It's the day after the Golden Globe Awards and Dame Helen Mirren is on a high. "It was a great night. I don't think it will ever be quite repeated in that way, ever again.
It was a moment in time," she says, adrenalin still coursing from an evening when, even though the beloved Brit didn't win the Best Actress award she was nominated for, history was being made. "The Golden Globes is a heady experience," Helen tells The Australian Women's Weekly.
"The room is so small and even the stars' top agents can't get in. It's really only those who are nominated and their very close associates who are there. It's like a concentrated Hollywood. So for that to happen that night in that context, it was quite a powerful thing."
The Oscar-winning star is talking of the agenda-setting explosion of woman power that erupted on stage to universal cheers and tears. The dress code was a uniform black and there were rousing, angry, heartfelt speeches from stars including Nicole Kidman, Elisabeth Moss and Laura Dern, topped off with a defining oration from Oprah Winfrey declaring of sexist men, "their time is up," and resulting in calls for Oprah to run for President dominating the next day's news.
This was the first awards ceremony to take place in Hollywood in the wake of the Harvey Weinstein revelations, which exposed decades of bullying, sexual abuse and Machiavellian career assassination suffered by some of Hollywood's finest actresses. The subsequent #MeToo social media tempest that rained down betrayed an industry desperately in need of reform – and not just in Hollywood.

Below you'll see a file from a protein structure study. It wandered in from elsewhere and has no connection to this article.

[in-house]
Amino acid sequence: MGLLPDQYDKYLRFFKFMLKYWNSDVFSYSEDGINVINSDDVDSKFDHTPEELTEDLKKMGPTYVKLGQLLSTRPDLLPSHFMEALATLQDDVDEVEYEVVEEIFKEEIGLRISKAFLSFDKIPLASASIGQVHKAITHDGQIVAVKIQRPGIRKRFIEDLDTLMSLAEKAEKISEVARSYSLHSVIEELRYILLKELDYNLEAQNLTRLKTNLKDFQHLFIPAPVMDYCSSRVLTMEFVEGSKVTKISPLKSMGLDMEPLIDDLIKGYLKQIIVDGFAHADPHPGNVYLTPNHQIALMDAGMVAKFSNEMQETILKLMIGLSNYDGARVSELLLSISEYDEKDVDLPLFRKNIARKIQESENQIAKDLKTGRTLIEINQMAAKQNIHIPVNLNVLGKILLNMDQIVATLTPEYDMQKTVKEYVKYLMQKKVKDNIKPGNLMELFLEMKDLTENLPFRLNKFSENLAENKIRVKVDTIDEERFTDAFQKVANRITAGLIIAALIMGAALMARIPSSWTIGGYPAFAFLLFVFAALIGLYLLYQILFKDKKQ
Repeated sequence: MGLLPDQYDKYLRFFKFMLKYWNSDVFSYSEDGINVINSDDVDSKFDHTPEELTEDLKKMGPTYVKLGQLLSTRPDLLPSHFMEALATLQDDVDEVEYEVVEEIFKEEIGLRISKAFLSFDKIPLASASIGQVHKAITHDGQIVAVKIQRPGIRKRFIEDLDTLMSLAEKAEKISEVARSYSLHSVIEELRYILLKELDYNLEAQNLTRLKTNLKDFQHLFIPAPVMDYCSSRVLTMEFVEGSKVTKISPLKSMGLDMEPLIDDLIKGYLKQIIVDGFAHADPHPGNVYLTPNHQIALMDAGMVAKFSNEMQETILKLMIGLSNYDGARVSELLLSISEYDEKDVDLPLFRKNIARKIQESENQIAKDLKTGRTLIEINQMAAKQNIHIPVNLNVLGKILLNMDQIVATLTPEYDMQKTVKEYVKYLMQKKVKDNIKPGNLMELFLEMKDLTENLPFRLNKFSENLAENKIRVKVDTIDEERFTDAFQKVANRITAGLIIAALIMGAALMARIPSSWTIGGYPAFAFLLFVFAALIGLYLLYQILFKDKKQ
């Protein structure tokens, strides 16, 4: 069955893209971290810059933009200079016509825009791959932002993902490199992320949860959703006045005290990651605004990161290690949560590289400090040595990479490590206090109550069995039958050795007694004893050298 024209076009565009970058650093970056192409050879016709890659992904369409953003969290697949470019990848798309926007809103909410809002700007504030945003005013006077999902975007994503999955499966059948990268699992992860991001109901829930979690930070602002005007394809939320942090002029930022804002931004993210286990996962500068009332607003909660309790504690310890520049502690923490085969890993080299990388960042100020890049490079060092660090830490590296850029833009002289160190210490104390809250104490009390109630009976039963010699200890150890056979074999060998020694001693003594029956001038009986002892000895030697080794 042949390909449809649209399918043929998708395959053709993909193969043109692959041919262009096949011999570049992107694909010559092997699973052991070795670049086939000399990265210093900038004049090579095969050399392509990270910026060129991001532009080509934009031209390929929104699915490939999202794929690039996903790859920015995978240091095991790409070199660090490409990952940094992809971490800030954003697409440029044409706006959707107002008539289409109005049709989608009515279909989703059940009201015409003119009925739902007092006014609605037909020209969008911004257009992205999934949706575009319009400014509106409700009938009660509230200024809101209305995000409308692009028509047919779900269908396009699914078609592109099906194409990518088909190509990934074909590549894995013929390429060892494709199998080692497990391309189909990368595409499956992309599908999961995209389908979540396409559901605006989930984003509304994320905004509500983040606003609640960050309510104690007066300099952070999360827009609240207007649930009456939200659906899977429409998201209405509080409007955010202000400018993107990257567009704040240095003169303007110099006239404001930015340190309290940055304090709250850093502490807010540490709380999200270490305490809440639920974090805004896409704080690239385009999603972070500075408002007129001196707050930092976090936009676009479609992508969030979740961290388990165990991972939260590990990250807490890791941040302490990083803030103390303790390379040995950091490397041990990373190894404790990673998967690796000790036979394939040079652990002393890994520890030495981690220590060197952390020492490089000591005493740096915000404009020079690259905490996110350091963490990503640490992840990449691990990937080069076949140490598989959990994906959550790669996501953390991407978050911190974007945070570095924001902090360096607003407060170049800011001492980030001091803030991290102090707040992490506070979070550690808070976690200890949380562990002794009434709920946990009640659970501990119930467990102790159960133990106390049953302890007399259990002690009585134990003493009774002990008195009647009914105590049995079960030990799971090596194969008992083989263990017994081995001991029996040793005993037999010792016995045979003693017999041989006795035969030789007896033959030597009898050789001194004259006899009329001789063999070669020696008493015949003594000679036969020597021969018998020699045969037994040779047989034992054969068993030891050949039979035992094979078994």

I ask Helen if she felt proud hearing her colleagues speak with such conviction and courage about what had been Hollywood's dirty secret for so long. "Yes, I did," she says.
"The film industry gets constant attack and criticism and flak and insults and hatred thrown at it, but at least, unlike other industries, they came together and spoke as one and said, 'Enough, it's over, this is a new day dawning.' I haven't seen that happen in the world of universities or media or business or politics."
Harvey Weinstein had distributed films Helen had worked on and she says, "The irony and the contradiction and the pain of the whole thing – if you like, the loss of Harvey – is that he did the kind of movies an awful lot of filmmakers want to do, the independent films, the interesting films.
"The very first time I met and worked with Harvey was on The Cook, The Thief, His Wife and Her Lover, which he distributed in America. He's very courageous and he took that little, low budget, high art movie and he made sure that it was seen in America."
The 1989 film shocked, delighted and horrified critics and audiences with its graphic violence, bondage costumes by French couturier Jean-Paul Gaultier and nudity.
Over the years Weinstein proved to be the champion of brave and brilliant movies but as we now know it came at a cost. Did Helen have any sense of the abuse at the heart of Harvey's seemingly creative world?
"Absolutely not at all. No, not at all," she says firmly.
"When I first arrived in Hollywood I was already in my mid-30s, so I was just not a candidate for that kind of thing. No, I didn't know anything about it at all. I knew that Harvey could be very, very aggressive, very bullying, very demeaning to people he worked with. And a lot of people in Hollywood can be like that, incidentally. They're very passionate and it's a dog-eat-dog world where people can be absolutely ferocious. I knew filmmakers who had been subjected to very violent bullying – but I guess I put that down to that sort of passion that I saw in the early days."
Helen says she was shocked and increasingly perplexed when the scandal broke. "The shift has been coming, the volcano has been bubbling away there," she muses.
"It was weird, all of them – not just Weinstein; Bill O'Reilly [former Fox News host], Roger Ailes [former Fox News Chairman]. Weird. Eww! Men are weird! Obviously it's absolutely nothing to do with sex, it's more to do with power, and what is it in men that needs that?"